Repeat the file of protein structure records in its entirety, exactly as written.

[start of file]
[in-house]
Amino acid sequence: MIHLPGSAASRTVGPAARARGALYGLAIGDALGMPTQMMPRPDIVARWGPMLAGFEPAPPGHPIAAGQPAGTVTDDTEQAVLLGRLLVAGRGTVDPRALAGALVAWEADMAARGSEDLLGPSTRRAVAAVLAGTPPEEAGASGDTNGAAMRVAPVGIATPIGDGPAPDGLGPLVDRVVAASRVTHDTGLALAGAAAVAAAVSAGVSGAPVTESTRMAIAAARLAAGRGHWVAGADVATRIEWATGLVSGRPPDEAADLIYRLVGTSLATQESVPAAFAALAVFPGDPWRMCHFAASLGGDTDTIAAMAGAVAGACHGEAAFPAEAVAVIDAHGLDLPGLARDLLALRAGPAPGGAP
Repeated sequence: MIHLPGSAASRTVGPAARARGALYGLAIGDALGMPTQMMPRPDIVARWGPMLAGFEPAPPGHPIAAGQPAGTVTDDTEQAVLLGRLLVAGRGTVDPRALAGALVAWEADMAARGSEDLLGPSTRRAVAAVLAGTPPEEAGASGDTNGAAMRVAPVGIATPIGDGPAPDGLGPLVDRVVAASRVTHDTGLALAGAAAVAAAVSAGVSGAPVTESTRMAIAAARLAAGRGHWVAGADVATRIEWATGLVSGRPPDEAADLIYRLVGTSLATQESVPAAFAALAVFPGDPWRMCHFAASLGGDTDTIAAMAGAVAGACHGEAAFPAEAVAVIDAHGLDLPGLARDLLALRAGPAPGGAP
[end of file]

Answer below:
[in-house]
Amino acid sequence: MIHLPGSAASRTVGPAARARGALYGLAIGDALGMPTQMMPRPDIVARWGPMLAGFEPAPPGHPIAAGQPAGTVTDDTEQAVLLGRLLVAGRGTVDPRALAGALVAWEADMAARGSEDLLGPSTRRAVAAVLAGTPPEEAGASGDTNGAAMRVAPVGIATPIGDGPAPDGLGPLVDRVVAASRVTHDTGLALAGAAAVAAAVSAGVSGAPVTESTRMAIAAARLAAGRGHWVAGADVATRIEWATGLVSGRPPDEAADLIYRLVGTSLATQESVPAAFAALAVFPGDPWRMCHFAASLGGDTDTIAAMAGAVAGACHGEAAFPAEAVAVIDAHGLDLPGLARDLLALRAGPAPGGAP
Repeated sequence: MIHLPGSAASRTVGPAARARGALYGLAIGDALGMPTQMMPRPDIVARWGPMLAGFEPAPPGHPIAAGQPAGTVTDDTEQAVLLGRLLVAGRGTVDPRALAGALVAWEADMAARGSEDLLGPSTRRAVAAVLAGTPPEEAGASGDTNGAAMRVAPVGIATPIGDGPAPDGLGPLVDRVVAASRVTHDTGLALAGAAAVAAAVSAGVSGAPVTESTRMAIAAARLAAGRGHWVAGADVATRIEWATGLVSGRPPDEAADLIYRLVGTSLATQESVPAAFAALAVFPGDPWRMCHFAASLGGDTDTIAAMAGAVAGACHGEAAFPAEAVAVIDAHGLDLPGLARDLLALRAGPAPGGAP